Examining educators’ views of classroom management and instructional strategies: school-site capacity for supporting students’ behavioral needs

Wendy Peia Oakes, Emily D. Cantwell, Kathleen Lynne Lane, David J. Royer, Eric Alan Common

Research output: Contribution to journalArticle


Schools are adopting tiered systems to prevent and respond to students’ academic, behavioral, and social needs. Foundational to tiered systems is the capacity of educators to implement high-quality classroom management and instructional practices. In this study, school leaders provided professional development to staff as they prepared to adopt a tiered system districtwide. We examined self-assessments of research-based strategies for 61 middle school educators who participated in school-led professional development, a book study. The purpose was to understand educators’ current views of their knowledge and skills of practices covered. Results suggested educators reported being more knowledgeable and confident in classroom management practices, followed by instructional strategies, and low-intensity strategies. Participants expressed that the book study supported school goals. Limitations and directions for future inquiry are explored.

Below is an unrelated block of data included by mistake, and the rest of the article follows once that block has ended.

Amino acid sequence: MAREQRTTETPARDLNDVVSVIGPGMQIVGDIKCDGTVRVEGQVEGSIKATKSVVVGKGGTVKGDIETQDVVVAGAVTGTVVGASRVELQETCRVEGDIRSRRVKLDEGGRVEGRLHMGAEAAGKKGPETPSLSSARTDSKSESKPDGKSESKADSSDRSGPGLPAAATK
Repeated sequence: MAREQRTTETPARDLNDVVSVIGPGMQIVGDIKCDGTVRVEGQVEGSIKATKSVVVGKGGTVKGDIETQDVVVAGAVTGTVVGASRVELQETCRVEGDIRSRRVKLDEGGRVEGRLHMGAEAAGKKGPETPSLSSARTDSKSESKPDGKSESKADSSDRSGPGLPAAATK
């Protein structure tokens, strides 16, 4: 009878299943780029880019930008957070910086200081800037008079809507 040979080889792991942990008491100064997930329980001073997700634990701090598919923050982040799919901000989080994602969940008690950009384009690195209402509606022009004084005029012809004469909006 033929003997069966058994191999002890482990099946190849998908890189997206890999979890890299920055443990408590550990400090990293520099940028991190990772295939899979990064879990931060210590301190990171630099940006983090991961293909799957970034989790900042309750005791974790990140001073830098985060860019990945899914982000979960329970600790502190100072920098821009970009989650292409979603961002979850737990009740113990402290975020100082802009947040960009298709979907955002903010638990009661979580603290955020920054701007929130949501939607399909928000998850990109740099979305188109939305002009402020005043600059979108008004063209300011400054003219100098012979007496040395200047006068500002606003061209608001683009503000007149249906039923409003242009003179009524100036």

Original languageEnglish (US)
JournalPreventing School Failure
StateAccepted/In press - Jan 1 2019



  • Classroom management
  • instructional strategies
  • low-intensity strategies
  • professional development
  • tiered systems of supports

ASJC Scopus subject areas

  • Education
  • Developmental and Educational Psychology

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